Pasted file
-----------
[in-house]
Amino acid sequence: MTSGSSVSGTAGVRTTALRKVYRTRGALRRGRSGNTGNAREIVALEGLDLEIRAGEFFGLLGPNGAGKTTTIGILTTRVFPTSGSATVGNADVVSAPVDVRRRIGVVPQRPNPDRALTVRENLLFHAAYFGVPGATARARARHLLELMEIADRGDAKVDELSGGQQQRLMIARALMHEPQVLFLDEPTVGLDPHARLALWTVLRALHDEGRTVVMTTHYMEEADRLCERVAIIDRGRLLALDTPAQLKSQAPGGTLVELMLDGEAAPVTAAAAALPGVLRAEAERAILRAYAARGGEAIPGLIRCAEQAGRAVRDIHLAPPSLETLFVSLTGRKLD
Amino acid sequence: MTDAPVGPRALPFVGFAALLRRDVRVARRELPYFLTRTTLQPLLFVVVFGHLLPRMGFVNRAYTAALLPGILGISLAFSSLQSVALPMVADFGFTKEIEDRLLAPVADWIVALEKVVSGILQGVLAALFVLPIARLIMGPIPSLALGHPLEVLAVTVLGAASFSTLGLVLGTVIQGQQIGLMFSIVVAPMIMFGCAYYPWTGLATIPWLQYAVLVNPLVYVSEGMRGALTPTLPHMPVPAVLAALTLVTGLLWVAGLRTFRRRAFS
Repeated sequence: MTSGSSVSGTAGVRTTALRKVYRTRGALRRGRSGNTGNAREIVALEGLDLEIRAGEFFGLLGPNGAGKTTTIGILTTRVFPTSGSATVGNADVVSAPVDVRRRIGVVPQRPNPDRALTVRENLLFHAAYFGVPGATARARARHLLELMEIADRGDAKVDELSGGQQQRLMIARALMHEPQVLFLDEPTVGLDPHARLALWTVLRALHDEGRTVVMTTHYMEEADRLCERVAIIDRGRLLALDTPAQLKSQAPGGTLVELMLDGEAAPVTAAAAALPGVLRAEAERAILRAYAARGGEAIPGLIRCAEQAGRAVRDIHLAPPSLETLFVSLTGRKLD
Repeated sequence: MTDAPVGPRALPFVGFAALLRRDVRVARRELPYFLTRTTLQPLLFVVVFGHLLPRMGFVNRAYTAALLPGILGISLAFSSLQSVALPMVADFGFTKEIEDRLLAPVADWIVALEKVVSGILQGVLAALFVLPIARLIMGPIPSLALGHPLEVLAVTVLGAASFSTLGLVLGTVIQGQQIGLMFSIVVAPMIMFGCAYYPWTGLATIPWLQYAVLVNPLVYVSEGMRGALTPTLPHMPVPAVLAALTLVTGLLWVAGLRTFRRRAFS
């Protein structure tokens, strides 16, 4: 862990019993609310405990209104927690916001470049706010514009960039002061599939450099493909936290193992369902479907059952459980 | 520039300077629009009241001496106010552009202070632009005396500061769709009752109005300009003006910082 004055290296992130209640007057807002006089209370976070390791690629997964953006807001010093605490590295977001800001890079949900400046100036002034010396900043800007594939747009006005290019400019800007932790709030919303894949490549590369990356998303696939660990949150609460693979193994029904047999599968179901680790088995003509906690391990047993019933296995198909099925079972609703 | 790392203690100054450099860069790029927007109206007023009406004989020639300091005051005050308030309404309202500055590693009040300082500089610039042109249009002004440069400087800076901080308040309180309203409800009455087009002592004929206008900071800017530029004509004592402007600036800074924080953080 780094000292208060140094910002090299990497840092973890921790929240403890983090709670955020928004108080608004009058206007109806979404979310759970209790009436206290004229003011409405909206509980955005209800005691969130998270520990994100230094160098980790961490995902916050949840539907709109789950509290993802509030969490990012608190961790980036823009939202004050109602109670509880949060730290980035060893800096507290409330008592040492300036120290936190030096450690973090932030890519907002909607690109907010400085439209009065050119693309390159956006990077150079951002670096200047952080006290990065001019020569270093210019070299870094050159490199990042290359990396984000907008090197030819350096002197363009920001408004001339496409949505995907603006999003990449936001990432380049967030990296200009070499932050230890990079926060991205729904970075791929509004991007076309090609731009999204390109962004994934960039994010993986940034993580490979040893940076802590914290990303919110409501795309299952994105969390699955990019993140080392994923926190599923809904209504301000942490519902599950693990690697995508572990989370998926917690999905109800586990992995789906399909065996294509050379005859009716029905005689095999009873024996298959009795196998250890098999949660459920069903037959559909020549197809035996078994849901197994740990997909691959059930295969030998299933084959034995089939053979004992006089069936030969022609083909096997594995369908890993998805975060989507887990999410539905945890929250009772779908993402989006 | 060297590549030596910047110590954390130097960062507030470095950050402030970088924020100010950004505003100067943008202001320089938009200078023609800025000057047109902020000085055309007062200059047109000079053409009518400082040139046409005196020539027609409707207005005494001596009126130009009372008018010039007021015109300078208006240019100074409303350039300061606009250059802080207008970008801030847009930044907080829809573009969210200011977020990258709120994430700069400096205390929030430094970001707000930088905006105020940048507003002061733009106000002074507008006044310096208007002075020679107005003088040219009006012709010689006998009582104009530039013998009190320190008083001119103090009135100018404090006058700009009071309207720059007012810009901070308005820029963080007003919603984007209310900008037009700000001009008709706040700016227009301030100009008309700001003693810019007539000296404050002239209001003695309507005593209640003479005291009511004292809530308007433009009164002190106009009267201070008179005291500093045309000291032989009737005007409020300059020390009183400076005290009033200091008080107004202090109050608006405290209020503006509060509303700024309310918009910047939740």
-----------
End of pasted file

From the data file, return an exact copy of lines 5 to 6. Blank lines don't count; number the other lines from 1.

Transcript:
Repeated sequence: MTDAPVGPRALPFVGFAALLRRDVRVARRELPYFLTRTTLQPLLFVVVFGHLLPRMGFVNRAYTAALLPGILGISLAFSSLQSVALPMVADFGFTKEIEDRLLAPVADWIVALEKVVSGILQGVLAALFVLPIARLIMGPIPSLALGHPLEVLAVTVLGAASFSTLGLVLGTVIQGQQIGLMFSIVVAPMIMFGCAYYPWTGLATIPWLQYAVLVNPLVYVSEGMRGALTPTLPHMPVPAVLAALTLVTGLLWVAGLRTFRRRAFS
């Protein structure tokens, strides 16, 4: 862990019993609310405990209104927690916001470049706010514009960039002061599939450099493909936290193992369902479907059952459980 | 520039300077629009009241001496106010552009202070632009005396500061769709009752109005300009003006910082 004055290296992130209640007057807002006089209370976070390791690629997964953006807001010093605490590295977001800001890079949900400046100036002034010396900043800007594939747009006005290019400019800007932790709030919303894949490549590369990356998303696939660990949150609460693979193994029904047999599968179901680790088995003509906690391990047993019933296995198909099925079972609703 | 790392203690100054450099860069790029927007109206007023009406004989020639300091005051005050308030309404309202500055590693009040300082500089610039042109249009002004440069400087800076901080308040309180309203409800009455087009002592004929206008900071800017530029004509004592402007600036800074924080953080 780094000292208060140094910002090299990497840092973890921790929240403890983090709670955020928004108080608004009058206007109806979404979310759970209790009436206290004229003011409405909206509980955005209800005691969130998270520990994100230094160098980790961490995902916050949840539907709109789950509290993802509030969490990012608190961790980036823009939202004050109602109670509880949060730290980035060893800096507290409330008592040492300036120290936190030096450690973090932030890519907002909607690109907010400085439209009065050119693309390159956006990077150079951002670096200047952080006290990065001019020569270093210019070299870094050159490199990042290359990396984000907008090197030819350096002197363009920001408004001339496409949505995907603006999003990449936001990432380049967030990296200009070499932050230890990079926060991205729904970075791929509004991007076309090609731009999204390109962004994934960039994010993986940034993580490979040893940076802590914290990303919110409501795309299952994105969390699955990019993140080392994923926190599923809904209504301000942490519902599950693990690697995508572990989370998926917690999905109800586990992995789906399909065996294509050379005859009716029905005689095999009873024996298959009795196998250890098999949660459920069903037959559909020549197809035996078994849901197994740990997909691959059930295969030998299933084959034995089939053979004992006089069936030969022609083909096997594995369908890993998805975060989507887990999410539905945890929250009772779908993402989006 | 060297590549030596910047110590954390130097960062507030470095950050402030970088924020100010950004505003100067943008202001320089938009200078023609800025000057047109902020000085055309007062200059047109000079053409009518400082040139046409005196020539027609409707207005005494001596009126130009009372008018010039007021015109300078208006240019100074409303350039300061606009250059802080207008970008801030847009930044907080829809573009969210200011977020990258709120994430700069400096205390929030430094970001707000930088905006105020940048507003002061733009106000002074507008006044310096208007002075020679107005003088040219009006012709010689006998009582104009530039013998009190320190008083001119103090009135100018404090006058700009009071309207720059007012810009901070308005820029963080007003919603984007209310900008037009700000001009008709706040700016227009301030100009008309700001003693810019007539000296404050002239209001003695309507005593209640003479005291009511004292809530308007433009009164002190106009009267201070008179005291500093045309000291032989009737005007409020300059020390009183400076005290009033200091008080107004202090109050608006405290209020503006509060509303700024309310918009910047939740």